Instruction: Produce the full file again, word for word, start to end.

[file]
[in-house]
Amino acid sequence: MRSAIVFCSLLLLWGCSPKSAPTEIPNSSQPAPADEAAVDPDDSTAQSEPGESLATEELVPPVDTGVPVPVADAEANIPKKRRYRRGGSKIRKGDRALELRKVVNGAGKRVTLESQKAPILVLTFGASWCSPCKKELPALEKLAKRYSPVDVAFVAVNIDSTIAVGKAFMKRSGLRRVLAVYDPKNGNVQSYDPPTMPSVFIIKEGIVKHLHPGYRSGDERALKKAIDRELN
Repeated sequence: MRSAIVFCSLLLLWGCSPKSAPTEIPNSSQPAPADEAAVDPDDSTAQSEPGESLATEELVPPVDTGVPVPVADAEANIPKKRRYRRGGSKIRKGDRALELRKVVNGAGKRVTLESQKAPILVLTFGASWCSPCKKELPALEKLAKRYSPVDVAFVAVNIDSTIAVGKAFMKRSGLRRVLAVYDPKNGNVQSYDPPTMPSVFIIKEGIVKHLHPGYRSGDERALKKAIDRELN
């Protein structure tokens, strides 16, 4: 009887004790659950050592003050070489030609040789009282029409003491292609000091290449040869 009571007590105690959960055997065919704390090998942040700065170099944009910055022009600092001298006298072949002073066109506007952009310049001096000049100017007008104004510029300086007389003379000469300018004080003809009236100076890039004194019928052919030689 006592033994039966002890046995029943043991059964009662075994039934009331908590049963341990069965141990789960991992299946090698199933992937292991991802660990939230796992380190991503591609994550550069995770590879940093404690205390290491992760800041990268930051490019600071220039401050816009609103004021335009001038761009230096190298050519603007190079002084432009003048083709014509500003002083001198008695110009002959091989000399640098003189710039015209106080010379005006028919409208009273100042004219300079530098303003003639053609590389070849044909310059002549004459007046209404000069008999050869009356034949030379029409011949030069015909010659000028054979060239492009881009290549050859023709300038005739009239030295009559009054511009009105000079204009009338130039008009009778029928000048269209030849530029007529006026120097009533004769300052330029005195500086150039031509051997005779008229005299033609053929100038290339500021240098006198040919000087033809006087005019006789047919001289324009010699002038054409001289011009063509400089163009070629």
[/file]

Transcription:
[in-house]
Amino acid sequence: MRSAIVFCSLLLLWGCSPKSAPTEIPNSSQPAPADEAAVDPDDSTAQSEPGESLATEELVPPVDTGVPVPVADAEANIPKKRRYRRGGSKIRKGDRALELRKVVNGAGKRVTLESQKAPILVLTFGASWCSPCKKELPALEKLAKRYSPVDVAFVAVNIDSTIAVGKAFMKRSGLRRVLAVYDPKNGNVQSYDPPTMPSVFIIKEGIVKHLHPGYRSGDERALKKAIDRELN
Repeated sequence: MRSAIVFCSLLLLWGCSPKSAPTEIPNSSQPAPADEAAVDPDDSTAQSEPGESLATEELVPPVDTGVPVPVADAEANIPKKRRYRRGGSKIRKGDRALELRKVVNGAGKRVTLESQKAPILVLTFGASWCSPCKKELPALEKLAKRYSPVDVAFVAVNIDSTIAVGKAFMKRSGLRRVLAVYDPKNGNVQSYDPPTMPSVFIIKEGIVKHLHPGYRSGDERALKKAIDRELN
């Protein structure tokens, strides 16, 4: 009887004790659950050592003050070489030609040789009282029409003491292609000091290449040869 009571007590105690959960055997065919704390090998942040700065170099944009910055022009600092001298006298072949002073066109506007952009310049001096000049100017007008104004510029300086007389003379000469300018004080003809009236100076890039004194019928052919030689 006592033994039966002890046995029943043991059964009662075994039934009331908590049963341990069965141990789960991992299946090698199933992937292991991802660990939230796992380190991503591609994550550069995770590879940093404690205390290491992760800041990268930051490019600071220039401050816009609103004021335009001038761009230096190298050519603007190079002084432009003048083709014509500003002083001198008695110009002959091989000399640098003189710039015209106080010379005006028919409208009273100042004219300079530098303003003639053609590389070849044909310059002549004459007046209404000069008999050869009356034949030379029409011949030069015909010659000028054979060239492009881009290549050859023709300038005739009239030295009559009054511009009105000079204009009338130039008009009778029928000048269209030849530029007529006026120097009533004769300052330029005195500086150039031509051997005779008229005299033609053929100038290339500021240098006198040919000087033809006087005019006789047919001289324009010699002038054409001289011009063509400089163009070629």